I recently did a pastry course run by an inspiring chef who is appropriately name Neil Buttery. Neil was charismatic and had a fascinating knowledge of food history and pies. I was intrigued to try his newly opened restaurant – The Buttery at POD – out in Levenshulme. So one Saturday in March Jamie and I went to investigate.
The restaurant is in a delightful old Post Office building near Levenshulme station. As soon as you walk in you’re welcomed into a lovely, cosy, stylish and atmospheric venue. It’s a small place with about eight tables and the lighting was wonderfully low and mellow. The decor was simple and well thought out – a good combination of contemporary with retro touches – like second hand wooden furniture and a wood panelled bar with Victorian style white tiling on the wall with beer pumps on.
We were immediately looked after by the front of house bar man – in fact all the staff were very enthusiastic and attentive in a really pleasant way. We were shown to our seats and talked through the menu and specials. It didn’t take us long to decide on the pies: beef and Guinness for Jamie, Lancashire cheese and leek for me – with both of us going for welsh rarebit for starters.
We made good choices. The rarebit was just the right size and wonderfully zingy and tasty whilst the pies were perfect comfort food for a freezing spring evening. The rarebit sparked a debate between Jamie and I. He liked the bread and I was adamant that it was from the excellent local Levenshulme bakery – Trove. Jamie was unconvinced – so I raised the stakes – betting him £1000 that the bread was from Trove. And damn it! I was wrong. We asked Neil the chef and it turn’s out his business partner’s mum is making all the bread and cakes. In my defense, Neil is in negotiations with Trove at the moment to see if they can provide bread as she is a little overworked! Jamie is considering my offer of indefinite tea making instead of a cash sum.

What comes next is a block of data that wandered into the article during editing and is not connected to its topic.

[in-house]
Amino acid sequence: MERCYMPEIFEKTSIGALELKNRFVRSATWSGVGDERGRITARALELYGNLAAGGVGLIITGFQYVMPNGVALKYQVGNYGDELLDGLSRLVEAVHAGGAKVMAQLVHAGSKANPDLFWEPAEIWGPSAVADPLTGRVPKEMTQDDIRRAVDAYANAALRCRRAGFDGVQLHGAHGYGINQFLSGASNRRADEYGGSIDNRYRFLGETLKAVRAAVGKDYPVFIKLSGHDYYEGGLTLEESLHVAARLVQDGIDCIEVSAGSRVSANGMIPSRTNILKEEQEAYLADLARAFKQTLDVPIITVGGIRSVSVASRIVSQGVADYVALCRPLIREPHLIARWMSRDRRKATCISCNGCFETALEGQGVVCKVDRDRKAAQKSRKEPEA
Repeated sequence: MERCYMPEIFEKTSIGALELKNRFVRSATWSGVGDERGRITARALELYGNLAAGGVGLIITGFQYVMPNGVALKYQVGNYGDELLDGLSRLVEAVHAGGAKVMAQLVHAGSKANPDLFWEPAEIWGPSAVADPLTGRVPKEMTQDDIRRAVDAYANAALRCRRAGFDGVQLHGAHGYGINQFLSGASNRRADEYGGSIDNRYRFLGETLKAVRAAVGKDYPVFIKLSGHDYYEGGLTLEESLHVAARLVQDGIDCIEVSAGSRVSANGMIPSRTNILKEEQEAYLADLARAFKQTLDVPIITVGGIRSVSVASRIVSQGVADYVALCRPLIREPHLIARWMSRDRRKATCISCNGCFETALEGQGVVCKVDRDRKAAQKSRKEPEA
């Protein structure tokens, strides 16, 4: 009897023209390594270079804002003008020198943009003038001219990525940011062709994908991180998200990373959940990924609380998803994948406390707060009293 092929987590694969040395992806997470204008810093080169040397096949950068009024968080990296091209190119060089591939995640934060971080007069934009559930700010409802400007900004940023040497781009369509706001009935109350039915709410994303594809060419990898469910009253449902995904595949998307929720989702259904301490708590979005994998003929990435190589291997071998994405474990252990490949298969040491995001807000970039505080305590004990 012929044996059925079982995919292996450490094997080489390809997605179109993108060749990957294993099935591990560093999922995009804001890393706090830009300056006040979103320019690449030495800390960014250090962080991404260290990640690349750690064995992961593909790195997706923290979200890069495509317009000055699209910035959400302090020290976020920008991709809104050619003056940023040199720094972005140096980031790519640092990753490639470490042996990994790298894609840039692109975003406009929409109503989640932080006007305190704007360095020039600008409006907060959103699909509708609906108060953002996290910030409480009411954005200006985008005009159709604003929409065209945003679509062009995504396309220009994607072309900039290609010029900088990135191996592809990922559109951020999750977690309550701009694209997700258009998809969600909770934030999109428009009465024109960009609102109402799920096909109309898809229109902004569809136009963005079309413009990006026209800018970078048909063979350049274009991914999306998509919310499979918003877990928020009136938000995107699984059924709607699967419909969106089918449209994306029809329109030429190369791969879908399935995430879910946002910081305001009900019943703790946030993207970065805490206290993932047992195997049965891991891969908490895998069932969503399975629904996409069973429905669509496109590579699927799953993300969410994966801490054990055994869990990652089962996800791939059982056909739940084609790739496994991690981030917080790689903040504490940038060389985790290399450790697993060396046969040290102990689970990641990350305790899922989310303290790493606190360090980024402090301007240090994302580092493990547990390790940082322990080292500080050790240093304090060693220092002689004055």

Anyway back to POD! Jamie and I were blown away by the atmosphere. Yes the food was delicious and very reasonable (£36 for two mains, two starters, beer and wine) and Jamie tells me the selection of beers was great too. But above all the place had passion, style and a real sense of community. There was something very comforting and welcoming about the venue and it felt like a broad mixture of interesting people hanging out. I felt like if I’d got a bit more tipsy I could happily have shuffled across to another table and just gatecrashed the conversation. So, give it a go yourselves! We 100% will be back for more pies and chilled evenings.